On Thursday, regulators at the U.S. Food and Drug Administration approved a portable device to treat opioid overdoses that people without medical training can use in emergency situations. The approval comes in response to the rise of deaths from the abuse of opioids, including heroin.
The Food and Drug Administration (FDA) said making the portable, cellphone-sized device with the recovery drug naloxone available for wider use could help save lives as opioid drug overdoses increase.
The approval means emergency responders or even family members could have an easy-to-use antidote in cases of suspected overdose of opioids, which include pain drugs like oxycodone, morphine, codeine and hydrocodone as well as heroin.
“It’s really an effort to make this very usable,” FDA Commissioner Margaret Hamburg said.
According to the Centers for Disease Control and Prevention (CDC), drug overdose death rates in the U.S. have more than tripled since 1990. More than 12 million people reported using prescription painkillers nonmedically (i.e., using them without a prescription or using them only for the feeling they cause) in 2010. These drugs were involved in 14,800 overdose deaths in 2008. Methadone, a drug commonly prescribed to treat withdrawal symptoms among heroin addicts, accounts for only 2 percent of all painkiller prescriptions in the U.S. but is responsible for a staggering one-third of all prescription painkiller overdose deaths.
The number of heroin users in the U.S. jumped almost 80% to an estimated 669,000 in 2012 from 373,000 in 2007, according to surveys by the Substance Abuse and Mental Health Services Administration, part of the Department of Health and Human Services. Annual overdose deaths attributed to heroin hit 3,094 in 2010, the most recent data available, up 55% from 2000, said the Centers for Disease Control and Prevention.
Opioid overdoses are mostly tied to those addicted to painkillers and heroin, but they can also happen accidentally in patients using the prescription medicines legitimately to treat pain.
The newly-approved hand-held device, called Evzio, automatically delivers a set dose of naloxone, a drug ingredient already approved to treat overdose patients that works by quickly restoring breathing.
Currently, Naloxone is typically given through a nasal spray or a syringe that must be injected under the skin or into the muscle, but its use has been limited mostly to medical professionals at hospitals and emergency rooms as well as a growing number of police officers and other emergency responders.
The version approved on Thursday is small enough to be carried in a pocket, the FDA said. Relatives and caregivers would still need training and practice on how to use the device, and several doses may be needed to revive someone, the agency added.
“Overdose and death resulting from misuse and abuse of both prescription and illicit opioids has become a major public health concern in the United States,” said Bob Rappaport, M.D., director of the Division of Anesthesia, Analgesia, and Addiction Products in the FDA’s Center for Drug Evaluation and Research. “Evzio is the first combination drug-device product designed to deliver a dose of naloxone for administration outside of a health care setting. Making this product available could save lives by facilitating earlier use of the drug in emergency situations.”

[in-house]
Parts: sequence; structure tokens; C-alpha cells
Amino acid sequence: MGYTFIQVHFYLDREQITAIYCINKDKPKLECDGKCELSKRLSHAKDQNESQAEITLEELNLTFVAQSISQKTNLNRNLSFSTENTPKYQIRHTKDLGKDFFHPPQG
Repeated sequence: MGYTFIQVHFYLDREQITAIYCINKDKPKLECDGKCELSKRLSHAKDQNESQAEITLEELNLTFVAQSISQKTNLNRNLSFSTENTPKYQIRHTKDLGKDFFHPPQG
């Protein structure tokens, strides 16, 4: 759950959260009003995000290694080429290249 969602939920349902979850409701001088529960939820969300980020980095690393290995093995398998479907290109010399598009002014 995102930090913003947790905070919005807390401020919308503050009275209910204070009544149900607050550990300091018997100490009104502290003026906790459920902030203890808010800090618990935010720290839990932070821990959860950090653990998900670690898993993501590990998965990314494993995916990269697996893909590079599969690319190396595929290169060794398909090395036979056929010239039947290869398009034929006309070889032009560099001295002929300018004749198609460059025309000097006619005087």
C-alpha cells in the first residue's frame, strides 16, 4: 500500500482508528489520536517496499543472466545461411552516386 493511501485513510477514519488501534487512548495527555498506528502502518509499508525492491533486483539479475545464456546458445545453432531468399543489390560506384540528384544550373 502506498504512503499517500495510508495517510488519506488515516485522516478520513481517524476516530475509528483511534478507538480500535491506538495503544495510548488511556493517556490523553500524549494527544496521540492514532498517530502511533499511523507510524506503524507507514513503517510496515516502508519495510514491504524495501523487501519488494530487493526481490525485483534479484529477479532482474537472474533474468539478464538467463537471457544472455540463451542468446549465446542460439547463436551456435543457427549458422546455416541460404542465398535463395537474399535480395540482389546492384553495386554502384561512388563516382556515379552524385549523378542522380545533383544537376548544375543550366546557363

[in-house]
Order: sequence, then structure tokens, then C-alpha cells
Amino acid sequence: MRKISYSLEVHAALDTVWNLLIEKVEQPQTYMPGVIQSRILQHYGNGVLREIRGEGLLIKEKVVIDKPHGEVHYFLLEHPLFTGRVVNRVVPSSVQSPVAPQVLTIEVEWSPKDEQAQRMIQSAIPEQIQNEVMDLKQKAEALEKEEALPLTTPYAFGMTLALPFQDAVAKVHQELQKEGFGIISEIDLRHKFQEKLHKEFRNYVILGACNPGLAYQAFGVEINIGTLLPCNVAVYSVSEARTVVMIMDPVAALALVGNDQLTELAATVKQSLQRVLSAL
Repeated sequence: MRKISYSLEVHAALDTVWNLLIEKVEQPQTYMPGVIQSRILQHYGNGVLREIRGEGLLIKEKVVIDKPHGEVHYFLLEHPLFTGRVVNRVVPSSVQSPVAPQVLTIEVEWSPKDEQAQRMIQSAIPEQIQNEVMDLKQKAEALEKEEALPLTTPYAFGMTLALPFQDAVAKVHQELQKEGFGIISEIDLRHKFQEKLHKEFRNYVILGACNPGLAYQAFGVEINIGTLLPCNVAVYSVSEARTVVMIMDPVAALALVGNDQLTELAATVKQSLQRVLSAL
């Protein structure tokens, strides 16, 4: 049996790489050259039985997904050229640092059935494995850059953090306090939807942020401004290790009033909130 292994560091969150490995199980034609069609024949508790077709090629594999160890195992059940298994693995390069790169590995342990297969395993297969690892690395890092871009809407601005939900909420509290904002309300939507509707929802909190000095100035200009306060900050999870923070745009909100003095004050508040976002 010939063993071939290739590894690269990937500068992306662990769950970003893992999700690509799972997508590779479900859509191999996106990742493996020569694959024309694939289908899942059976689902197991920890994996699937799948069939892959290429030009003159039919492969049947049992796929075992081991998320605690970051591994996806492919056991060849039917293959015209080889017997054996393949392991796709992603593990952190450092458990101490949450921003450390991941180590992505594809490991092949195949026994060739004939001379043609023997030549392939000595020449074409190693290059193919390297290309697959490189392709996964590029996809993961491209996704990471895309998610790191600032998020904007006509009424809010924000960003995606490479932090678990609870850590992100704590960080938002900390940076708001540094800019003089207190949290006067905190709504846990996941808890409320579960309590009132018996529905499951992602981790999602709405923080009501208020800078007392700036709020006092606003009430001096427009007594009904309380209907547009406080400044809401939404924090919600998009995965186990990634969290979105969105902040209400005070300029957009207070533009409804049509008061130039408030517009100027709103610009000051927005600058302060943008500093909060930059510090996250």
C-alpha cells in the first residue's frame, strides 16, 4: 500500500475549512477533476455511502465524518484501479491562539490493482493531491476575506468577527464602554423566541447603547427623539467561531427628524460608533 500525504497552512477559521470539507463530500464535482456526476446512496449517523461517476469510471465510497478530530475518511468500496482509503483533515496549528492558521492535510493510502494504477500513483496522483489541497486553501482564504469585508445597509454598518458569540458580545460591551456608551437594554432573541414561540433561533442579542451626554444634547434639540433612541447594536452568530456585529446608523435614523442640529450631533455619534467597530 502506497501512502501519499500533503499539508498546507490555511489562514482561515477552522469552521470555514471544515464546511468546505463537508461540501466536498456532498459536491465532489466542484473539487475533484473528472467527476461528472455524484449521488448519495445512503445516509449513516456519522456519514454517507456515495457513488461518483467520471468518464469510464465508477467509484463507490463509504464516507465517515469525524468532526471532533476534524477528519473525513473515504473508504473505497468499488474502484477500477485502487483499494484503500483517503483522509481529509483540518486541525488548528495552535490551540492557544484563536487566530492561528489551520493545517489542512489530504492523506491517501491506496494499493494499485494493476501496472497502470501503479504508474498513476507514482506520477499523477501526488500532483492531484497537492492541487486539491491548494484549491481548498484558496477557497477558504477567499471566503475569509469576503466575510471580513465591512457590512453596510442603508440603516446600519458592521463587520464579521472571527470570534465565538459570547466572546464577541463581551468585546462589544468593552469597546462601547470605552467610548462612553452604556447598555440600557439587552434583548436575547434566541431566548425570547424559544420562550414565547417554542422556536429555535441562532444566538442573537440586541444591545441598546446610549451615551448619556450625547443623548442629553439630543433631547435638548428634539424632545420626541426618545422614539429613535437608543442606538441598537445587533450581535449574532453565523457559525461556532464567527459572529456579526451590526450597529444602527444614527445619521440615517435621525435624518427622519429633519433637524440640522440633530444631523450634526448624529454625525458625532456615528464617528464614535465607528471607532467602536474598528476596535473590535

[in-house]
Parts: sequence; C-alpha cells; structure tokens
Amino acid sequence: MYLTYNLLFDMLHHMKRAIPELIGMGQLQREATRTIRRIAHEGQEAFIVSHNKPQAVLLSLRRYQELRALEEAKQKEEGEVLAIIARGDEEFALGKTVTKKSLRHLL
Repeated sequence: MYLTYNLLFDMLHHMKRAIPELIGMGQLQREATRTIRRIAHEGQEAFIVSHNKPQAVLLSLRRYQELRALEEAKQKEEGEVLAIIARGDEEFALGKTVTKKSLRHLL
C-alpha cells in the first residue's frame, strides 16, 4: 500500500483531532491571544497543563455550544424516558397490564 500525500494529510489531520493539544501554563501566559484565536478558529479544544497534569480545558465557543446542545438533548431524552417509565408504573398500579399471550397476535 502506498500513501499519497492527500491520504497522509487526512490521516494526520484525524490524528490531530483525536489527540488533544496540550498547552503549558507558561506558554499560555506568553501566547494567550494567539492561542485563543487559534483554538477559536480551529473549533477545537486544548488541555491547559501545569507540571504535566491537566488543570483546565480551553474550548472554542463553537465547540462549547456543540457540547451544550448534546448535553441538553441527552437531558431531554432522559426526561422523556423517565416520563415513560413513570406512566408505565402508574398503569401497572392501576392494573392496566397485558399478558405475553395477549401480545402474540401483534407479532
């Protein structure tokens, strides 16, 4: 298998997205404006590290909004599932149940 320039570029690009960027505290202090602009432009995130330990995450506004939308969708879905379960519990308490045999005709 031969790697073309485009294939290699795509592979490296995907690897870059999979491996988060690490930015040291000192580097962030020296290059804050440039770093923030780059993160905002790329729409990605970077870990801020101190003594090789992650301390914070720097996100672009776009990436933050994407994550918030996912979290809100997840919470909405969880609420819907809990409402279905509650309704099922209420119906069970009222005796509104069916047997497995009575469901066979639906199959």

HEALTH EXPERTS WELCOME MOVE
The FDA’s Hamburg said that while wider use of overdose treatment was important, “the larger goal is to reduce the need for products like these by preventing opioid addiction and abuse.”
Health experts and other advocates trying to combat the effects of drug addiction welcomed the device’s approval in a conference call with the FDA, and some even suggested doctors prescribe it along with initial opioid painkiller prescriptions.
But some also worried the injector could cause some people to dismiss the risks of opioid use because an antidote would be easier to access.
FDA and other federal drug officials said Evzio was not a substitute for medical care and that it was essential that people who overdose still get quick medical attention.
It was not immediately clear how much the injector would cost or whether health insurance companies, including the government’s Medicare and Medicaid programs, would cover it.
The device will require a prescription and will be available at pharmacies this summer, the company said, adding it had not yet set a price.
Meghan Ralston of the Drug Policy Alliance advocacy group, expressed concern in a statement about costs and said people should use “whichever form of naloxone is most convenient and affordable for them.” She called on manufacturers to ensure affordability.
A growing number of municipalities have stocked other naloxone treatments and have begun training firefighters, police officers and other emergency medical personnel on how to deliver the antidote.
Separately on Thursday, New York Attorney General Eric Schneiderman said the state would equip every law enforcement officer in the state with naloxone to help fight a surge in heroin overdoses. The effort will be funded with $5 million recovered from drug traffickers.
Schneiderman cited data from police in Quincy, Massachusetts, which began requiring officers to carry naloxone in 2010. Since that time, the police department has used the drug 221 times and reversed overdoses in 95 percent of those cases.
Last week, Massachusetts Governor Deval Patrick, in a speech declaring a public health emergency stemming from the abuse of opioids, said his state would also make naloxone more widely available.
The device’s approval comes just weeks after Attorney General Eric Holder said that the recent spike in heroin overdoses is an “urgent and growing public health concern.”
“Confronting this crisis will require a combination of enforcement and treatment. The Justice Department is committed to both,” said Holder.
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